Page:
Rising Inflation, Slowing Growth Bode Well for GoldPosted on — Leave a comment
If it seems like everything is getting more expensive, you are right.
In July, the core consumer price index climbed to 2.2% from a year earlier, the Labor Department reported last week.
Clothing rose 0.4%, used car and truck prices surged 0.9% and prescription drug costs increased 0.4%. Planning a trip soon? Airline fares jumped 2.3%. Staying in a hotel? That costs 4.6% more than last year. It doesn’t stop there. Rents edged 0.3% higher in July, but are up 3.5% over the past year.
Gold is up almost 20% since the start of 2019.
Rising inflation is just one more reason gold will continue to climb. Gold is a traditional hedge and historically rises during periods with rising inflation. Investing a portion of your assets into physical gold, especially during inflationary times, protects your wealth and your purchasing power.
Adding into the bullish brew for gold, the U.S. economy is showing signs of slowing. In fact, a reliable recession indicator (inverted yield curve) flashed last week in the bond market. This paves the way for even more gains in gold ahead.
The Federal Reserve already cut interest rates once this year. They’re worried the trade war with China will slow the U.S. economy.
The Fed is intent on lowering rates, maybe even again in September, in an effort to keep the aging economic expansion growing. That may sound like a good idea. But, it also shows the Fed is abandoning its fight against inflation. In a normal environment, the Fed would increase interest rates to tamp down inflation. Don’t expect that anytime soon.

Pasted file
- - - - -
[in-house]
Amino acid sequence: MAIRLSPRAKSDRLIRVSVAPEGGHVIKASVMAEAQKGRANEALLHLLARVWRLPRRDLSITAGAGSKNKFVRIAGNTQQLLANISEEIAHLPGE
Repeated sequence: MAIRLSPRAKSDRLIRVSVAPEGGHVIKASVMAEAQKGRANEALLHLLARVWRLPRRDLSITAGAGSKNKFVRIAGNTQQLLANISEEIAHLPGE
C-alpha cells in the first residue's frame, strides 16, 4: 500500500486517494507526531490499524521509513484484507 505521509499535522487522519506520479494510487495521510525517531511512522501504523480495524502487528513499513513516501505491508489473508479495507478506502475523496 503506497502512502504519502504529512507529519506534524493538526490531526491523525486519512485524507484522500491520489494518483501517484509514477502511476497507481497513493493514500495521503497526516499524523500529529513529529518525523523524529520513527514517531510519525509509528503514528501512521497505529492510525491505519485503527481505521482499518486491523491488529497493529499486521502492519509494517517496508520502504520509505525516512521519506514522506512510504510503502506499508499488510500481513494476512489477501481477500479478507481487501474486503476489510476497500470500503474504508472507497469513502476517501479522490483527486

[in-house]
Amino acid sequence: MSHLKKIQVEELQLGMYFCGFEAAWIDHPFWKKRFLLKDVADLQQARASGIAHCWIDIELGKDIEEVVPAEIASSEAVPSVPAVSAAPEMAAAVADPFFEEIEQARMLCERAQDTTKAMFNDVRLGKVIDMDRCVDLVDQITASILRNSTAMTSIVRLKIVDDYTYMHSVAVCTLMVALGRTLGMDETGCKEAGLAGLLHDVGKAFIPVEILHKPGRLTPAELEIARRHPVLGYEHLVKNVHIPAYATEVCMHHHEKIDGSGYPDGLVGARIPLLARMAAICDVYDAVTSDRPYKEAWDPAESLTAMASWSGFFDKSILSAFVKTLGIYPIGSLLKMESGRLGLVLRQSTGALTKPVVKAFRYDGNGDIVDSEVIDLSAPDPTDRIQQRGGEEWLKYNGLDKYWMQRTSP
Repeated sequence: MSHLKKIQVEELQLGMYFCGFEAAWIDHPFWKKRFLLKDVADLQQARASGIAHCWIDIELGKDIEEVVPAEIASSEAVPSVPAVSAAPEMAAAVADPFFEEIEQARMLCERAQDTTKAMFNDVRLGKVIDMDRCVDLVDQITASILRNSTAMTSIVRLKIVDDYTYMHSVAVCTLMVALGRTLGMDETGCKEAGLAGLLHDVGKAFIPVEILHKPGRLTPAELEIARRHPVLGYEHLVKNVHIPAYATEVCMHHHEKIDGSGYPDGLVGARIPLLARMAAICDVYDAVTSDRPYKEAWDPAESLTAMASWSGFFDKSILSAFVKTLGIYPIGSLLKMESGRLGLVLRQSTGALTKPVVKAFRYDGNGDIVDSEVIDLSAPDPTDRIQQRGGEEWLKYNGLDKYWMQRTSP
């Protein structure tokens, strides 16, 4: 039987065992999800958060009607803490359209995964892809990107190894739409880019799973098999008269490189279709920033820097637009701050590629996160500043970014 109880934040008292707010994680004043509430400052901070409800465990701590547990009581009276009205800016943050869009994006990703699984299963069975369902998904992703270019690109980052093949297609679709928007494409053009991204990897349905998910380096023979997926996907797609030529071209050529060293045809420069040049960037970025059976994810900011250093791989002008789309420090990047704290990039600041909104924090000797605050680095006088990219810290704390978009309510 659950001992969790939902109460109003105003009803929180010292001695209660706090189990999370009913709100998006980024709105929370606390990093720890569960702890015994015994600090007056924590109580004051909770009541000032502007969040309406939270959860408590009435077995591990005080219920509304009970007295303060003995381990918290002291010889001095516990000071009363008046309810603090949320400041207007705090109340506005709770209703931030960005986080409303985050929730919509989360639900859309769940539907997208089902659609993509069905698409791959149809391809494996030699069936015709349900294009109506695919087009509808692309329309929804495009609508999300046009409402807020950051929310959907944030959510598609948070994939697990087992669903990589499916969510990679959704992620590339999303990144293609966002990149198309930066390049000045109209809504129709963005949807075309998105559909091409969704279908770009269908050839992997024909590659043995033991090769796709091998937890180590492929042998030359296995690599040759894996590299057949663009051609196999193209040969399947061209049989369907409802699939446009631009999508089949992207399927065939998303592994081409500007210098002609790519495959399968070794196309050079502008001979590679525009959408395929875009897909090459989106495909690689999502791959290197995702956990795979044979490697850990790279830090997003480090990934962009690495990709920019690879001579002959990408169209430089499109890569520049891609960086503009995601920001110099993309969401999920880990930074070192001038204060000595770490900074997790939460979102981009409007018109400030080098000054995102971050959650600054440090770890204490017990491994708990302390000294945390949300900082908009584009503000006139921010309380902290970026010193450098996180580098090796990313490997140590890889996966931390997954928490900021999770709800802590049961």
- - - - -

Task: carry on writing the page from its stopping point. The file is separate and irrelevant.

That all adds up to higher prices ahead. Numerous reports have shown that the trade war is already causing the prices of everyday good to climb. With more tariffs on the way, that just means even higher prices for everyday Americans.
While you can’t control the trade war, or the Fed or the economy, you can control your investments. This the perfect time to increase your allocation to tangible assets like gold bullion. The trend is up, with some Wall Street firms targeting new all-time highs in gold at $2,000 an ounce.
Independent researchers at Penn State University found that rare coins are an even better hedge against inflation than gold. Risk averse investors typically want to arrange their portfolios in a manner that reduces volatility without giving up overall return.
Coins and gold both have low betas. Long-term average returns on gold and rare coins reveals that investors holding both tangible assets would have reduced the volatility of typical portfolios without sacrificing overall return. Looking ahead, the mounting concerns about global recession, rising inflation, and an aging stock market cycle the low betas suggest rare coins and gold are likely to outperform equities over the next two to three years. Are you ready?
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